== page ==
Hibbett Inc. raised its outlook for the year after reporting its fifth straight robust quarter that topped Wall Street’s targets.

“This quarter’s financial performance was a strong outcome for the company,” said Mike Longo, CEO and president, on a call with analysts. “The third quarter is always the hardest of the year. So we’re very proud of the results we’re able to deliver.”

In the quarter ended October 30, sales grew 15.2 percent to $381.7 million, surpassing Wall Street’s consensus target of $360 million. Compared to the third quarter of 2019, sales leaped 38.6 percent.

Comparable sales climbed 13.0 percent year-over-year and surged 37.4 percent on a two-year basis compared to the 2019 third quarter.

Net income was essentially flat at $25.2 million, or $1.68 per share, against year-ago earnings of $25.3 million, or $1.47, that were boosted by heightened demand in the early stages of the pandemic. Results topped Wall Street’s consensus estimate of $1.62.

Hibbett said sales gains in the latest quarter were primarily attributable to increased market share, improved customer engagement and availability of in-demand products. By comparison, year-ago growth benefited from market disruption, improved new customer retention, continued strength in omnichannel adoption, the availability of in-demand products and stimulus payments.

Longo said that despite the “much-publicized global supply chain problems,” Hibbett managed to grow inventory at the quarter’s end by nearly 23 percent versus the prior year and 19 percent since the end of Q2.

Longo cited four factors that continue to drive results and expected to continue to do so in the future. They include:

  • Continued improvement to its business model, including its ability to secure a “highly coveted selection of merchandise,” enhanced customer service and further developing its omnichannel experience;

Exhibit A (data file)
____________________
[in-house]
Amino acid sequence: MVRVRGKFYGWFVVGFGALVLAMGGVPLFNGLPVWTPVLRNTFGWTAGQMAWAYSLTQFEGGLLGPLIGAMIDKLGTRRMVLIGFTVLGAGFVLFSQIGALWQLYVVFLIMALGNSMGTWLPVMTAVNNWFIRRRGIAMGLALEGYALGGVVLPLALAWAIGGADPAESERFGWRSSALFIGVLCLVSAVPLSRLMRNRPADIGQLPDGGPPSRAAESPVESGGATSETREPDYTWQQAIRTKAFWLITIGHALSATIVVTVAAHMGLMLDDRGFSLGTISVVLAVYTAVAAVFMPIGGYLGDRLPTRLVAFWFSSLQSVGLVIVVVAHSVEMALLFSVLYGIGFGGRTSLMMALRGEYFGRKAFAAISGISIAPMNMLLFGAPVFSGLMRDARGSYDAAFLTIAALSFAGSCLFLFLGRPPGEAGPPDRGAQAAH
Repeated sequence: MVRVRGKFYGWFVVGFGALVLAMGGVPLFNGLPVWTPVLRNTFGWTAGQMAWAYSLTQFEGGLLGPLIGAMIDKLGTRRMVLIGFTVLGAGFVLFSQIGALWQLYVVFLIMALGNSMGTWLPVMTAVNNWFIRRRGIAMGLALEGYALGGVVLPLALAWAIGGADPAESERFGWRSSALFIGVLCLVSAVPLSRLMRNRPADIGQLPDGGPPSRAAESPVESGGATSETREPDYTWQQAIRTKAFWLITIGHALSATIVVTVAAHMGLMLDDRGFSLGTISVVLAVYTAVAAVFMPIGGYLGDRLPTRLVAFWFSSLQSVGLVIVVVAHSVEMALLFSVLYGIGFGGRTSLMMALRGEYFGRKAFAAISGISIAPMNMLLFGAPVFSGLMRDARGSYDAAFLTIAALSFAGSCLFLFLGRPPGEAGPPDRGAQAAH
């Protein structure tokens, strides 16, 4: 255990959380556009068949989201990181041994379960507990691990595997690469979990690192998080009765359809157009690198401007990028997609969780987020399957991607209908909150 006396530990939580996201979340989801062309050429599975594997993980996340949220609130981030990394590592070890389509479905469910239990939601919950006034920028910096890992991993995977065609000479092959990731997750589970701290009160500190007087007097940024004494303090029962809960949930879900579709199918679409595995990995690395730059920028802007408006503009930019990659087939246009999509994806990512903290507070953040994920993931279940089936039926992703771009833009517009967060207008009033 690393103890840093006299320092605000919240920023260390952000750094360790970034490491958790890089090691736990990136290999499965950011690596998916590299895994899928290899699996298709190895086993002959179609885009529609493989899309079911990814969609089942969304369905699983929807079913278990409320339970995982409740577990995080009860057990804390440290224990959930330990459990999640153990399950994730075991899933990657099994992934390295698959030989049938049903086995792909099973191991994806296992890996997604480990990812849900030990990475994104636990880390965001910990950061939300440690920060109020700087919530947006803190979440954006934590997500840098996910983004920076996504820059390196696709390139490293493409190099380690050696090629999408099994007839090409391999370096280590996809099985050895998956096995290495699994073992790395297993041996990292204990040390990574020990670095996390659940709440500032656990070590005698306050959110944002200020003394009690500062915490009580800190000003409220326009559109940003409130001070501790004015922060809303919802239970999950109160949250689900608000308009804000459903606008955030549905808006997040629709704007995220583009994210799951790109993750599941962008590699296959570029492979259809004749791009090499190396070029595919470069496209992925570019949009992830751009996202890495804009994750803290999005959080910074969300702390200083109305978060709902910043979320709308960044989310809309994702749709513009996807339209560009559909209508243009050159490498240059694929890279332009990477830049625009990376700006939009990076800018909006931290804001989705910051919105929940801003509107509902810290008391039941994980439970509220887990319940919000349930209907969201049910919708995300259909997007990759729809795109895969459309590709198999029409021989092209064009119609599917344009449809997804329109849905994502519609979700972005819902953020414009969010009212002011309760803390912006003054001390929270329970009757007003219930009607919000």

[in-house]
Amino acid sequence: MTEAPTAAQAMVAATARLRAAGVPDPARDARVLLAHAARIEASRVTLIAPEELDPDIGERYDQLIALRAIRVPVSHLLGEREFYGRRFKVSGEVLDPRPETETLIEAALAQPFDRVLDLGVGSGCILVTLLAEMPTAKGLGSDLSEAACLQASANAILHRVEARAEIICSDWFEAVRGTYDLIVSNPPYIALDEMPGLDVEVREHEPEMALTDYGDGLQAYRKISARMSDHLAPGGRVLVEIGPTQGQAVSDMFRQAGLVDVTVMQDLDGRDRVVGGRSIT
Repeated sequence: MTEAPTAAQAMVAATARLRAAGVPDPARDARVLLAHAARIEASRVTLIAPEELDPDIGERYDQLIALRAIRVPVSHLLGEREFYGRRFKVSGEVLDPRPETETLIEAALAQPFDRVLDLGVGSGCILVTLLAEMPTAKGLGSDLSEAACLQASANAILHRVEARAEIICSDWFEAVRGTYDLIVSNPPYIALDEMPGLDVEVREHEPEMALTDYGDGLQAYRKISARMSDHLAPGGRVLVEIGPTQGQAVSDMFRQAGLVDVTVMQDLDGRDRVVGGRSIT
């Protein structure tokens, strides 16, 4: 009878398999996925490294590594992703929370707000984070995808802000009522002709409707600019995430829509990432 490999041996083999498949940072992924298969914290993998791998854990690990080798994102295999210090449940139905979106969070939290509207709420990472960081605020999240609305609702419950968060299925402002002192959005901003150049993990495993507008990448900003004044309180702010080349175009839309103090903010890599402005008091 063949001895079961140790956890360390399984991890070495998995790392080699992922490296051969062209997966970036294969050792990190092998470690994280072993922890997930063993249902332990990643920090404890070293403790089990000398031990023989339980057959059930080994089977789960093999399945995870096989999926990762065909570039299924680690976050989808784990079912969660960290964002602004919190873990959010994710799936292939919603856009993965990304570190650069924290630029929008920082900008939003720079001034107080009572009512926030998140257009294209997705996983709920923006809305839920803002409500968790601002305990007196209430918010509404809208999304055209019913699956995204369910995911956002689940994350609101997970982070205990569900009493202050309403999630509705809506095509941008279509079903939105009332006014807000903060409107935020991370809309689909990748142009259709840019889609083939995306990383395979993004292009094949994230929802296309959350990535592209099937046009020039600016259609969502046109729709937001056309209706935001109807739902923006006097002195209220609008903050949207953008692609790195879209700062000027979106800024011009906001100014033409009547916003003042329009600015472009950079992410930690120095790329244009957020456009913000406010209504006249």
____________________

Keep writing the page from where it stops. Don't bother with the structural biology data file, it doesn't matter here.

• Investments in the consumer, including store remodels, new store design and website innovation;
  • New customer retention aided by improvements to its loyalty and marketing programs, including investments in social media outreach;
  • Capitalizing on competitive closures and the reduction in the distribution in the marketplace of key brands, referencing steps by Nike, Adidas and others; and
  • Improved inventory position from efforts by its teams to overcome supply chain disruptions in coordination with key brand partners.

The Benefits Of Focusing On Underserved Markets
Longo highlighted how Hibbett’s focus on positioning stores in underserved communities has helped the retailer secure products from major vendors in an inventory-constrained environment. The more limited competition also aided its profitability and reduces promotional pressures. In the past, Longo has cited the benefits of the liquidation of Stage Stores and store closures at JC Penney.

Noting that such information hasn’t previously been disclosed, Longo noted that as of January 2022, Hibbett is now forecasting that better than half of its stores will have no competition from retailers that carry products from its key brands within three miles. Expanding that further, almost 70 percent of its stores by early 2022 will have one or fewer competitors. Longo said, “We believe that this will be a significant factor for our success going forward.”

By channel, brick and mortar comparable sales in the quarter advanced 11.6 percent year-over-year and 31.6 percent on a two-year basis. E-commerce sales increased 22.3 percent year-over-year and 37.4 percent compared to the 2019 third quarter. E-commerce represented 14.0 percent of total sales for the latest quarter compared to 13.2 percent a year ago.

Fleece Tops And Bottoms, Classics And Basketball Footwear Among Top Sellers
By categories, apparel, footwear and team sports were all up double-digits year-over-year.

Jared Briskin, EVP and chief merchant, said on the call, “Our focus on toe-to-head merchandising continues to drive results as we saw strong cross-category connectivity drive improvement in items per sale and average ticket with a very strong back-to-school season across all categories and genders when compared to last year’s third quarter.”

When compared to the 2019 third quarter, all genders and categories were up double-digits with kids surging just below 50 percent and women’s more than doubling.

Briskin said the improvement is a direct result of the shift in its merchandise organization from a traditional category structure of footwear, apparel and team sports to establishing leadership positions over men’s, women’s, kids, and its City Gear business.

Apparel sales grew year-over-year in the mid-teens. Drivers included color and material-connected tops and bottoms, sneaker connectivity and tall-to-small connectivity from adults to kid sizing.